UK spy chief raises fears over China’s digital renminbi

China’s digital RMB, which has been widely touted ahead of the Beijing Winter Olympics, is at risk of becoming a tool for monitoring users and managing global currency transactions, the director of the British signaling agency GCHQ said. I warned.

In an interview with the Financial Times, Sir Jeremy Fleming said that while digital currencies offer a “great opportunity” to democratize payment systems, the development of this new technology also poses a threat.

“If done incorrectly, it gives hostile nations the ability to monitor transactions,” he said. “It empowers them … to be able to control what is done in those digital currencies.”

Prior to announcing the new cyber strategy, the spy chief spoke to FT earlier this week from the London headquarters of the National Cyber ​​Security Center, GCHQ’s defense arm.

Scheduled later this month, this document will serve as a blueprint for countering digital threats as the war moves more and more into cyberspace. Fleming said GCHQ is the domain’s “poacher and gamekeeper”, responsible for both protecting the country from attacks and launching offensive operations against its enemies. I did.

With listening stations in the UK and abroad, the agency works with its well-known sister services MI5 and MI6 to specialize in domestic and international intelligence, respectively. However, GCHQ’s digital expertise is in high demand as Fleming calls it an increase in technology “excellence” in society.

Official Chinese App for Digital RMB on Mobile Phone © Florence Lo / Reuters

In fact, the threat has changed significantly since the agency’s historic role in World War II, when the GCHQ codebreaker deciphered Nazi communications from the Bletchley Park draft hut.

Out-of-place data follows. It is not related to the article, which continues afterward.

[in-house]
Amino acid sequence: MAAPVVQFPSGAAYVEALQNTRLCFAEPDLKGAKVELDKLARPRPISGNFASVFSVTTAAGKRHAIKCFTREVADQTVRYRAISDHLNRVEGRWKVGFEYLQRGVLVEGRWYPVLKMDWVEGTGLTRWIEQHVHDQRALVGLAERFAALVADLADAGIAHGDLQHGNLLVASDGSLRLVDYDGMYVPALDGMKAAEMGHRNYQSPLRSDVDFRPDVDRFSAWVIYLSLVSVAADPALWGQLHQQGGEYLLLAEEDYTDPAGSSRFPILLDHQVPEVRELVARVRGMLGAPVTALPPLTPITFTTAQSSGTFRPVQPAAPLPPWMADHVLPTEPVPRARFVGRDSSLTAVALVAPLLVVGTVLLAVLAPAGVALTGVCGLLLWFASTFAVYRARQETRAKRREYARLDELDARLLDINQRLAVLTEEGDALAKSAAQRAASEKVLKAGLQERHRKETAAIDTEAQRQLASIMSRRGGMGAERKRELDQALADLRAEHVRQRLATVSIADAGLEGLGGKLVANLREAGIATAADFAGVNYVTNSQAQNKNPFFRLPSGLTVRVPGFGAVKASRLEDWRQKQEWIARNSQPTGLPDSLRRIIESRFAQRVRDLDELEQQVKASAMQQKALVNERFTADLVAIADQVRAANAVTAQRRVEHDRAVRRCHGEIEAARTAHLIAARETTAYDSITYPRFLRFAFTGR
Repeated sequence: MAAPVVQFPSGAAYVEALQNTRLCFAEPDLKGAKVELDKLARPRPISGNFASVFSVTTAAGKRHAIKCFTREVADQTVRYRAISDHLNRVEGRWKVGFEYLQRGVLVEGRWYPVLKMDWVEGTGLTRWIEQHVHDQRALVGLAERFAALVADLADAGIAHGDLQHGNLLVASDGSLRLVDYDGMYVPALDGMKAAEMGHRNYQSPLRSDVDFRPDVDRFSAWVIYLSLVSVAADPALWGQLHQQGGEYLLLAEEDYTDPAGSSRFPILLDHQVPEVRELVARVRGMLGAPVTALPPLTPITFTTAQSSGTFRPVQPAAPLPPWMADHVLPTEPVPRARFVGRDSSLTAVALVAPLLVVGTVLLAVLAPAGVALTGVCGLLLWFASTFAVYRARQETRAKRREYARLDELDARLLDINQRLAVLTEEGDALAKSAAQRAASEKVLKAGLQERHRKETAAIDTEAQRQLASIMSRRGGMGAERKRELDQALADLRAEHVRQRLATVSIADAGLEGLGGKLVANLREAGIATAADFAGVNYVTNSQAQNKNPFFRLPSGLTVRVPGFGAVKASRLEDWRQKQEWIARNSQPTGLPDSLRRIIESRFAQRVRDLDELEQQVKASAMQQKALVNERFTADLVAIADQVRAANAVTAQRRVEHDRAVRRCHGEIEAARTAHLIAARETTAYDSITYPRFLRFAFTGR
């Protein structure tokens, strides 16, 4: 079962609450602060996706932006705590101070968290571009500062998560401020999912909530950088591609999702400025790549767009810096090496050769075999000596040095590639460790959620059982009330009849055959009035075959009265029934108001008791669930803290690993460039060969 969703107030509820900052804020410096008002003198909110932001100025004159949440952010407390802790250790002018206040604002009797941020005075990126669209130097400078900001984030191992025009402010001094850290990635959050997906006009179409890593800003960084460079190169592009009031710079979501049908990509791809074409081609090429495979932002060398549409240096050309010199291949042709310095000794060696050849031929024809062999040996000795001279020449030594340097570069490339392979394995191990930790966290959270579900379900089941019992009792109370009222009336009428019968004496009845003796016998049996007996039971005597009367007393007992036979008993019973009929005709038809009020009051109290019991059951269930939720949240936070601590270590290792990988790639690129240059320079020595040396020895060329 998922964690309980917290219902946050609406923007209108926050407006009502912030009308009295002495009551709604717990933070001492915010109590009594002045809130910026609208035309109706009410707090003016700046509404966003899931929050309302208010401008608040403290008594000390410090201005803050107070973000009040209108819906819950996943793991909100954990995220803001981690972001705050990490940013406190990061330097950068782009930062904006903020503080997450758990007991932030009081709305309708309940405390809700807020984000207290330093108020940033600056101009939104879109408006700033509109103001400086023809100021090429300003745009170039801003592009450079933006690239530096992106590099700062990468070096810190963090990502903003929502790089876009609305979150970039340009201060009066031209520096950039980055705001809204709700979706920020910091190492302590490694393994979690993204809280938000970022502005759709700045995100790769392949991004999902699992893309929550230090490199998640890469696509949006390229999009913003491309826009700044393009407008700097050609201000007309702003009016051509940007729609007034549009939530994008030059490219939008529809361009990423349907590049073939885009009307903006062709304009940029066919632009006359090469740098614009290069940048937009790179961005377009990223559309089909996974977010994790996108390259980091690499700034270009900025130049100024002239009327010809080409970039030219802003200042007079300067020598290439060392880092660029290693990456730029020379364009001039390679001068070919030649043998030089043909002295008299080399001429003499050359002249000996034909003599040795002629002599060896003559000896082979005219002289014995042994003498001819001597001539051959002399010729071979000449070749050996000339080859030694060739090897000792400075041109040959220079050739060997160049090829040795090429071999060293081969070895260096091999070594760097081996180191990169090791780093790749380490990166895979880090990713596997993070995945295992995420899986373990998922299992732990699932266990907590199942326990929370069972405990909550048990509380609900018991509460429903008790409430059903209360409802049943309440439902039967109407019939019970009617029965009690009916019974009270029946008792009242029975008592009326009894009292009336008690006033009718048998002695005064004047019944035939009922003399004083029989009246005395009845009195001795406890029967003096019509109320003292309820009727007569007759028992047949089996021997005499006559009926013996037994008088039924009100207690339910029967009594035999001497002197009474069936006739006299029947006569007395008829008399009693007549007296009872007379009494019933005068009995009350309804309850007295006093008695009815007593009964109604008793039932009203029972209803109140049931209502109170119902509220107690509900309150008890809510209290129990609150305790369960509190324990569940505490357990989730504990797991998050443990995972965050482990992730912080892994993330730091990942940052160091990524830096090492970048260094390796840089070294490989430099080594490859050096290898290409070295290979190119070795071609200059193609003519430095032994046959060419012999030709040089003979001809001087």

He said China is currently the “biggest strategic problem” facing Britain, expanding espionage and seeking control of its digital infrastructure. “China stole the march …[it’s]Invest very large, openly and secretly. That’s because road rules are starting to really influence how they work in the technology and digital context, “Fleming explained. “We need to understand what our reaction to all of that is.”

The spy chief was keen to keep Britain open to trade with Beijing and emphasize the importance of cooperating in areas such as climate change.

But he said it was “very intrusive” when other countries collected a large amount of data about British citizens (how they work, shop, socialize and travel). I was worried that it could lead to “erosion of sovereignty.”Early this month Richard MooreChina, head of MI6, suggests that China is exporting technology that enables it to exert its “authoritarian dominance network” around the world, and Beijing traps other countries with “data traps.” I blamed him.

Listen to Weekly podcast FT Chief Diplomatic Columnist Gideon Rachman listens to his conversations with decision makers and thinkers around the world shaping the world.

Digital currencies are one such trap, 140 million individuals and businesses According to the People’s Bank of China, we have already signed up to use the digital yuan. In the context of The upcoming Olympics. .. ..China is taking every opportunity to anticipate digital currencies and wants foreign visitors to use digital currencies in the same way as domestic visitors, “Fleming said.

He wanted Beijing to coordinate with international partners in agreeing on an online currency regulatory system. “We haven’t seen any triggers from China yet,” Fleming said, while some countries and organizations have shown a “true thirst” for better dialogue on the issue.

Such an understatement is typical of the 54-year-old GCHQ director, who is the most cautious and media-shy of the three British spy chiefs. His 28 years of intelligence began almost by accident when he got a job at the Ministry of Defense after a short period of work as an accountant in the city.